I once had a philosophy professor who was a fascinating fellow. As a monk, he had kept a vow of silence for about a decade. By the time he was teaching us, he had things to say. I remember, at lunch, he once advised a couple of us young guys (I would have been about 18 or 19) not to ask a woman for a date – at least, not directly. Instead, he said, plan a great outing and then let her know that you’re going to do that and you’d be happy to have her along.
I’ve come to think that this is apt advice for any relationship. Work first on creating an extraordinary life, a great outing, if you will. And then invite people along. If you are going to see a beautiful sunset or painting, or walking through a great park, or eating at an extraordinary restaurant or any number of wonderful things, people will probably want to come along. They may even invite themselves. If you create a great life – one that is engaging, enjoyable, and meaningful - you’re likely to bring along others in your wake. They’ll be compelled to come along.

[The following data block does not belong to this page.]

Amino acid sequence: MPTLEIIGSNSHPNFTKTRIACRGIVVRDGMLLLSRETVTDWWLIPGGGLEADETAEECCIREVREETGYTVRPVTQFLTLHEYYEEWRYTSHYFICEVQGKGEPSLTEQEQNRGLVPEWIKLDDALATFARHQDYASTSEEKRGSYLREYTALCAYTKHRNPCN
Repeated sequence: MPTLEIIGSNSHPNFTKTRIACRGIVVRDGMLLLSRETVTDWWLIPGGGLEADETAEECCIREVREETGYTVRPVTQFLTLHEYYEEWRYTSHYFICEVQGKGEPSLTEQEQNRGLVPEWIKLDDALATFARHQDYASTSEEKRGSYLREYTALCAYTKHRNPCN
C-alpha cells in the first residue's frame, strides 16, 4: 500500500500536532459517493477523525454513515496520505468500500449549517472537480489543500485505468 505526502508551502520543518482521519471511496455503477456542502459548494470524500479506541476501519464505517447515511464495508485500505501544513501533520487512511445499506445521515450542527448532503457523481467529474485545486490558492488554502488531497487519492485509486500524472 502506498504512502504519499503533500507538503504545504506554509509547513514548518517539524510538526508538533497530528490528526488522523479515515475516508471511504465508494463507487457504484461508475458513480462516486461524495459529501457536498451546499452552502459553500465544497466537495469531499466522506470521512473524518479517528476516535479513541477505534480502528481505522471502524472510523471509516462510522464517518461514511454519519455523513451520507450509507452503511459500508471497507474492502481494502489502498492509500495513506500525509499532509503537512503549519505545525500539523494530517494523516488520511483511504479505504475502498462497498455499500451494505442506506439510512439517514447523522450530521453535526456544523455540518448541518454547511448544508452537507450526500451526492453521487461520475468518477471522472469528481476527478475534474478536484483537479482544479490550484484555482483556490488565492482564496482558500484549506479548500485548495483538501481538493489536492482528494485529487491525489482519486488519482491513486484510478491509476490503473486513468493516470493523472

And even if you don’t bring along certain people on your trip to extraordinary, you still get to go to extraordinary. If you plan an extraordinary evening and get it right, it’ll be extraordinary whether or not the date you’d like to bring is with you. Given you can’t control other people, it’s probably best to make your commitment first to extraordinary. That’s not a bad environment for any relationship to unfold.
If you commit to a relationship first, you might find yourself compromising on extraordinary. and if you commit to extraordinary first, it is the rare person who - particularly if they are already in a relationship with you - won't want to come along.